Even the federal government has acknowledged that working through old scores is critical for governments. The Local Law Enforcement Block Grant (LLEBG) program, which existed from 1996 to 2001, provided funds to jurisdictions for criminal justice projects. Each jurisdiction eligible for funding within a county submitted its own application.
Congress replaced LLEBG with the Justice Assistance Grant program (JAG) in 2005. Under the JAG legislation, the federal government mandated that one jurisdiction within a county has to submit the master application for all eligible jurisdictions. “What’s interesting about this whole concept is that it’s the federal government recognizing that there has to be some joint communications and joint planning among local jurisdictions,” Wiborg says. “And, basically, what the law says is that if you all can’t agree on how to spend the money, none of you get anything.”
Although local governments have made strides in training and planning for improved radio and digital communications, they still have a great deal of challenges to address. But, progress comes slowly. “I think people would be shocked to find out how far we have not come [since 9/11],” says Alan Shark, executive director of the Washington-based Public Technology Institute (PTI).
Shark advocates frequent practice drills and exercises to simulate scenarios, including evacuating people stranded in hospitals and schools after a major hurricane, extinguishing a warehouse fire that is emitting toxic fumes, responding to an airliner that misses a runway and hits a house, or working through a fuel-supply crisis caused by pipeline tampering. “Weaknesses are best discovered when communities do exercises,” he says. “Practice drills are very revealing, and it’s critical to not only have responders participate but to have people observing who are focused on asking, ‘What would make this better? What are the inherent problems in this?’”
Cities and counties also need to plan for business continuity in the event that government facilities become incapacitated, Wiborg says. They need an inventory of nearby community resources — such as churches, schools, senior citizen centers and YMCAs — that could serve as backup facilities for an indefinite period of time. “For many, many years, cities and counties have had joint-powers agreements or mutual aid compacts with neighboring jurisdictions for law enforcement or fire response to a major incident or disaster,” he says. “But, if your courthouse is destroyed, how do you continue operations of the county, which become even more important after a disaster than they were before?”
According to Dyer, civic involvement is key to improving regional cooperation. “There are a lot of places that are very comfortable just working within their own government, and if there’s cooperation and communication between the various departments just within that local government, then everybody’s satisfied,” he says. “But that’s not what’s going to work on 9/11.”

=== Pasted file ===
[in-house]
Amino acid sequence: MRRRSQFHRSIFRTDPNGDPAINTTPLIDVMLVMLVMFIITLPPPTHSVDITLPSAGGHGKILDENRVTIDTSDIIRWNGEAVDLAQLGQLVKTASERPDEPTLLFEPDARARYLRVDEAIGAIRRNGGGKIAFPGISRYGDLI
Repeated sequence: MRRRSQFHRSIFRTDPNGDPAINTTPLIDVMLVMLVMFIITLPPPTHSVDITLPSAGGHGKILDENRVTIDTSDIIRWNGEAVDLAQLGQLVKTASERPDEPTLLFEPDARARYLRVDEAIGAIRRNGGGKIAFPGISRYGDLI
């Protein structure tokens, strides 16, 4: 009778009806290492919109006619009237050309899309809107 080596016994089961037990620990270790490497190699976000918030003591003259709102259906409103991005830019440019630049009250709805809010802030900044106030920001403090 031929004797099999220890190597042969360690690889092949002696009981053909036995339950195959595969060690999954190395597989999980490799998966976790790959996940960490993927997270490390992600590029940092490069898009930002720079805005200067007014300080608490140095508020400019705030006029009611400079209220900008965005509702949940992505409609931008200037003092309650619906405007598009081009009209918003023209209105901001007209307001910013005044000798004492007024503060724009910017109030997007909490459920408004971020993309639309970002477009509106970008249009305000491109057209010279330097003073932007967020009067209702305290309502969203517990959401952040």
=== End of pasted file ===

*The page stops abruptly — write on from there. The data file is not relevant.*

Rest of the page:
Even small jurisdictions, which may be sold on the notion that major terrorist events only strike large cities, should make an effort to participate in discussions with other communities and consider the possibility that they will be involved somehow, Dyer says. “The top management and policy makers in cities and counties who are not participating in conferences, who are not demanding that their departments participate in regional efforts, are part of the problem of holding back interoperability,” he says. “There are some people who tell us they don’t participate because their manager doesn’t see it as a priority and doesn’t like them being out of the office attending and participating in those regional efforts. To me, these are obstacles that are being created at the local level. Interoperability is not going to be mailed to you.”
For Wiborg, local leadership by one or two people can make all the difference. He advocates appointing someone with a special dedication to forming inter-jurisdictional relationships. “We’ve got to keep pressure on this issue and develop a plan for interoperability that goes far beyond just that of first responders,” he says. “The really key thing if you want to make this happen at your county or city level is to find a champion on the county board or city council that’s willing to say, ‘I’ll take responsibility, I’ll keep up the pressure on this, I’ll make this happen.’ If you don’t find a champion, you’re going to be doing an awful lot of extra work.”